A few things to rethink:

  • Putting them on the spot. It would be misguided to expect an opinion from an introvert at the “drop of the hat”. One hallmark of introversion is the need to sit with one’s thoughts and process information  — often far from the “madding crowd”. If  you offer an introvert a period of time to process, you’ll likely take full advantage of their skills.
  • Publicly recognizing them. Stop yourself. Really. Many introverts would rather jump off a cliff than have attention shifted in their direction without notice. If they are about to receive an award or accolade, let them know what you are planning ahead of time. They’ll appreciate the gesture and have time to prepare.
  • Teaming. It’s not that introverts are against teaming —  they would just rather contribute on their own terms. This means time to ruminate over issues on the table and offering a bit of a lull before they will jump into the conversation. To an introvert, teaming can become a bit of a workplace nightmare, in direct opposition to how they would normally approach their work.  So, be sure to offer opportunities for introverts to start the idea generation process before team meetings and allow points in the conversation where they can jump in. (Try pausing 8-seconds before moving to the next topic.)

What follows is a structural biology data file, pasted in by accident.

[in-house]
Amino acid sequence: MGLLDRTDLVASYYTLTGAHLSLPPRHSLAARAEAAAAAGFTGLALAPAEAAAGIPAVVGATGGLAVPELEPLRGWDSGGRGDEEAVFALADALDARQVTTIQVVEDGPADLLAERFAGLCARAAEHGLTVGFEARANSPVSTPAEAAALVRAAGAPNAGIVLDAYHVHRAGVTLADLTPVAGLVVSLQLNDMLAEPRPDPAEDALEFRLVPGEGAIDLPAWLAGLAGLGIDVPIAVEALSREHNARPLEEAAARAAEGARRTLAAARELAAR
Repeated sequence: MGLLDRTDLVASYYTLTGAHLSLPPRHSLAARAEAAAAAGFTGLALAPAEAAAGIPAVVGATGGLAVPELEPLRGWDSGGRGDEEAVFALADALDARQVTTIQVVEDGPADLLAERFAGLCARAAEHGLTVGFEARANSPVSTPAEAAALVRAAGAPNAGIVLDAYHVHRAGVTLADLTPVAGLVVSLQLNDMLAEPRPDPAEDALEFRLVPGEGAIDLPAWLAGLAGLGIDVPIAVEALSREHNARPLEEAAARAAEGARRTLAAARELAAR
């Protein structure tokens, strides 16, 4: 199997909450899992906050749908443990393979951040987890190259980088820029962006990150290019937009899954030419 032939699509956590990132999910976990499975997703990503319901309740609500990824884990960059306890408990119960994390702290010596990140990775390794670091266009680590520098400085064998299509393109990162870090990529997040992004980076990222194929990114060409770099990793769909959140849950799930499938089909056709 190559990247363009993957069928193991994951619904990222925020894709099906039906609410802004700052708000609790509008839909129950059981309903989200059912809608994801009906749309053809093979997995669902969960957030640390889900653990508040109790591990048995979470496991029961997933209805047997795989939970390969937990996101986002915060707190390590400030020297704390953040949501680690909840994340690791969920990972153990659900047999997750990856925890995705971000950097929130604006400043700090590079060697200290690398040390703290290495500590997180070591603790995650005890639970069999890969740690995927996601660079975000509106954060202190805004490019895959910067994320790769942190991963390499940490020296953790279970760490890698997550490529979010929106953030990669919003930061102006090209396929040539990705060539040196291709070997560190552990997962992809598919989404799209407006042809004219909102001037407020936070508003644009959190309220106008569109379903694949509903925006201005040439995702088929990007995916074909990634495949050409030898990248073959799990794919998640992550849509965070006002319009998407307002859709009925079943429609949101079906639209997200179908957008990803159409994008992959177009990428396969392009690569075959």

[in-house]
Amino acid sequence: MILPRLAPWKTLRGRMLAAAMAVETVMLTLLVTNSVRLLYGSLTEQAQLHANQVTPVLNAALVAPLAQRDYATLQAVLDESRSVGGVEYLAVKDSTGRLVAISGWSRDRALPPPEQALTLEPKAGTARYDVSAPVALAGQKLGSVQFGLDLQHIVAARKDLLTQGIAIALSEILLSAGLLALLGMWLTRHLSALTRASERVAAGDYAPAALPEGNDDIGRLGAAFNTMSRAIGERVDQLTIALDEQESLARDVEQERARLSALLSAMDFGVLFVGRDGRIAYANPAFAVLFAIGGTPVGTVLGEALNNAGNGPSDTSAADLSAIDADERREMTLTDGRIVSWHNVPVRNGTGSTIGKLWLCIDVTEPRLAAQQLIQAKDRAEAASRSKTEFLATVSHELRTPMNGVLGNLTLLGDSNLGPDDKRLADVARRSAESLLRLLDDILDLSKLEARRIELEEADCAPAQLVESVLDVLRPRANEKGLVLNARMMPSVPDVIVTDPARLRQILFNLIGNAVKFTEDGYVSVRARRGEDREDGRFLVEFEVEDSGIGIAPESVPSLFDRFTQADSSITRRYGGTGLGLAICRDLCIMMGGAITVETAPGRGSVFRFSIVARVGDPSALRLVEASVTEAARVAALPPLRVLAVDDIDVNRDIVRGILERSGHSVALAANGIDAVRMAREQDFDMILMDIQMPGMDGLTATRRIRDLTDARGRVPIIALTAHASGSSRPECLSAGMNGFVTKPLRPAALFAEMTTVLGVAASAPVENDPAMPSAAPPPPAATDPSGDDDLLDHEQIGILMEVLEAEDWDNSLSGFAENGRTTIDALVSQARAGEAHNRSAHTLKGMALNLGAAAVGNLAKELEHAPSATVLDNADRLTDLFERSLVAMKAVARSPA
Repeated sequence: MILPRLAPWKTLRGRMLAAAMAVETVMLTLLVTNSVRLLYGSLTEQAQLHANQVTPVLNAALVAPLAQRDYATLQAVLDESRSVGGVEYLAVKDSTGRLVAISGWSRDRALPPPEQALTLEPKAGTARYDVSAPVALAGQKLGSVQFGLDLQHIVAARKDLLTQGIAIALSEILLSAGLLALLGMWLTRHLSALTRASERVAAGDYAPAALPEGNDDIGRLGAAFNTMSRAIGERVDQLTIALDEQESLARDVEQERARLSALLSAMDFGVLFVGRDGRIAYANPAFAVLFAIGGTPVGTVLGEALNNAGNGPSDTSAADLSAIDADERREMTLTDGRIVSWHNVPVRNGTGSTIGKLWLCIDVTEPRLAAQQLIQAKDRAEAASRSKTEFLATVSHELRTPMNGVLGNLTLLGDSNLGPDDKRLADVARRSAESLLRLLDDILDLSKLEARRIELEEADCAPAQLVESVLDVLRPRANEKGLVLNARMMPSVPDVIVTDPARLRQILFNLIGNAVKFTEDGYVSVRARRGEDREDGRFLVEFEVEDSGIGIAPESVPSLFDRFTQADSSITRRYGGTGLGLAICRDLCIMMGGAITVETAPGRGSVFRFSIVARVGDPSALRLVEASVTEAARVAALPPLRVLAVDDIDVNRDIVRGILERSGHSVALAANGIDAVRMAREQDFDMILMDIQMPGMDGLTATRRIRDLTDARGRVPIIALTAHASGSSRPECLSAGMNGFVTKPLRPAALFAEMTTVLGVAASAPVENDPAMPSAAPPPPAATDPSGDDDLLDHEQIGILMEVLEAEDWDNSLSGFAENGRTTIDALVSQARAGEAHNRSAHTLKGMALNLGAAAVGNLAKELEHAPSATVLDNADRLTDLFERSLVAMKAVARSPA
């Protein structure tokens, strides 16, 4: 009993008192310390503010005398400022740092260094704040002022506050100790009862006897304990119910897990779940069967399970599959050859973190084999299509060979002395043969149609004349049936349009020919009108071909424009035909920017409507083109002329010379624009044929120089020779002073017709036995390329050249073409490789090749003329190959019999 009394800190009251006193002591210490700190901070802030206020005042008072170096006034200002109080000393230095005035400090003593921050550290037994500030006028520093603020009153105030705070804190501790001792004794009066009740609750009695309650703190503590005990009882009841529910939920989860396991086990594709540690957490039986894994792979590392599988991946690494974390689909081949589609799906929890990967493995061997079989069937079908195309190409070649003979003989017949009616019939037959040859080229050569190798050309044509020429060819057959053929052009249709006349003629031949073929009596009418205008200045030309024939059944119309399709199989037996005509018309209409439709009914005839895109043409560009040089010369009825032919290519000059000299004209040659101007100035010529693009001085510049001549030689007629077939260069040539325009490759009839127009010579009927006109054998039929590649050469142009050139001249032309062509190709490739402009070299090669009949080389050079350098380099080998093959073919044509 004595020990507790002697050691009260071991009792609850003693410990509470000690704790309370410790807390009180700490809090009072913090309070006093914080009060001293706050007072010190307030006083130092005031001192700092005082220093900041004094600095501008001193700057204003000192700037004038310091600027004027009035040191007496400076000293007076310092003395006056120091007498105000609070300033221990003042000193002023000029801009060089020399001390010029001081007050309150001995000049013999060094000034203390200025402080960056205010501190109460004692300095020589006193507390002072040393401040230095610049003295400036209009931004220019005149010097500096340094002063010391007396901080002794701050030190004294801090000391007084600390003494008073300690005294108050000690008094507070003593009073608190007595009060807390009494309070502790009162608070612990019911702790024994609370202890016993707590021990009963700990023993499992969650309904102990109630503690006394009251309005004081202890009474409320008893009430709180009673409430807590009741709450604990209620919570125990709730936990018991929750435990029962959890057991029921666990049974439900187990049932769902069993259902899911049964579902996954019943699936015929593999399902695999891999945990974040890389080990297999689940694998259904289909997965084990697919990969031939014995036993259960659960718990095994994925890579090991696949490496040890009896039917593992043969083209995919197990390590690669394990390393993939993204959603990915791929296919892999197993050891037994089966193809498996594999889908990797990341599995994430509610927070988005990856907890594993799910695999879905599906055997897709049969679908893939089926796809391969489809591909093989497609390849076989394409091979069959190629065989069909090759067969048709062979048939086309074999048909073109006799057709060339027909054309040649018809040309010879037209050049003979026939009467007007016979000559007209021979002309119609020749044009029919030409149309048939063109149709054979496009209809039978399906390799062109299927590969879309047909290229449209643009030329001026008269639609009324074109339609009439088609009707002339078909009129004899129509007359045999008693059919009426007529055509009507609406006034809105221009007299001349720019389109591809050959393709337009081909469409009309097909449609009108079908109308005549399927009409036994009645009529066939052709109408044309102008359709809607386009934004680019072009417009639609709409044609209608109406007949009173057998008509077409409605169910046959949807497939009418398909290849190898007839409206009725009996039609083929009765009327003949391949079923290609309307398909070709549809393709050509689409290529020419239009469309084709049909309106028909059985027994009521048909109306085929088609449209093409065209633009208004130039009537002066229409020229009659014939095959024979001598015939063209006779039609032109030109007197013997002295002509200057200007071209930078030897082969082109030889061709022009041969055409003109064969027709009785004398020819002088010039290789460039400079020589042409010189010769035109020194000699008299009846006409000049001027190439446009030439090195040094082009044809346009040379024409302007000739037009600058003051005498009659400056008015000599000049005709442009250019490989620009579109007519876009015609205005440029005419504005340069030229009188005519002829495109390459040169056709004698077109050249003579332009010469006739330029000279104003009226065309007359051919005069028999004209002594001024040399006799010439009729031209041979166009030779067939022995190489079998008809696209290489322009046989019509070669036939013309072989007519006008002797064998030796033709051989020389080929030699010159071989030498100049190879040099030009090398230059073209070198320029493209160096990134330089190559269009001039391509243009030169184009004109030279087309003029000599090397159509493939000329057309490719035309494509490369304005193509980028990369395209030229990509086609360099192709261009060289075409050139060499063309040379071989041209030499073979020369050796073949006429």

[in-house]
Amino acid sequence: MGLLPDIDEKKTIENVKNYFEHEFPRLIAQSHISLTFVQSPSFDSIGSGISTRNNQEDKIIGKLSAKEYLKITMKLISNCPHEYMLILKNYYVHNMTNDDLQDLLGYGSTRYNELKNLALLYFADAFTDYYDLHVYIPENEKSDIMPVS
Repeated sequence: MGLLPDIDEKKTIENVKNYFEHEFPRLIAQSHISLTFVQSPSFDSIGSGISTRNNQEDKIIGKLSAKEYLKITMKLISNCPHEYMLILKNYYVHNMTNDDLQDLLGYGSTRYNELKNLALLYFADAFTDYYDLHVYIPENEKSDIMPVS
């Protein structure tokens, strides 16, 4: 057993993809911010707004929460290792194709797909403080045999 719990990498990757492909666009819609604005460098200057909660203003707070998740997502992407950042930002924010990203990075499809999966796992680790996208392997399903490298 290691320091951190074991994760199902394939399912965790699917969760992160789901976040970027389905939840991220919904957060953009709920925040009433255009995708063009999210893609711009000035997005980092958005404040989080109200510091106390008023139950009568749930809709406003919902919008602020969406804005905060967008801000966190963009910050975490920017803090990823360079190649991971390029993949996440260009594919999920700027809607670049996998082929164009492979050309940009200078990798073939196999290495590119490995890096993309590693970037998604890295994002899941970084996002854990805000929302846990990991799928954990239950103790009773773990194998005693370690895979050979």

• The power of a quiet space. You don’t have to be an introvert to appreciate a calm environment in which to process information. Incorporating spaces within your office design that allow for both peace and privacy, is always wise. (Read more about that here.) Someone leaning toward the introverted side of the continuum, will be forever grateful.
  • They have nothing to communicate. By nature, introverts can be less likely to share their thoughts — which makes it even more important to check in with them regularly. Send them an e-mail, asking how their projects are progressing. They can reflect and respond on their own terms.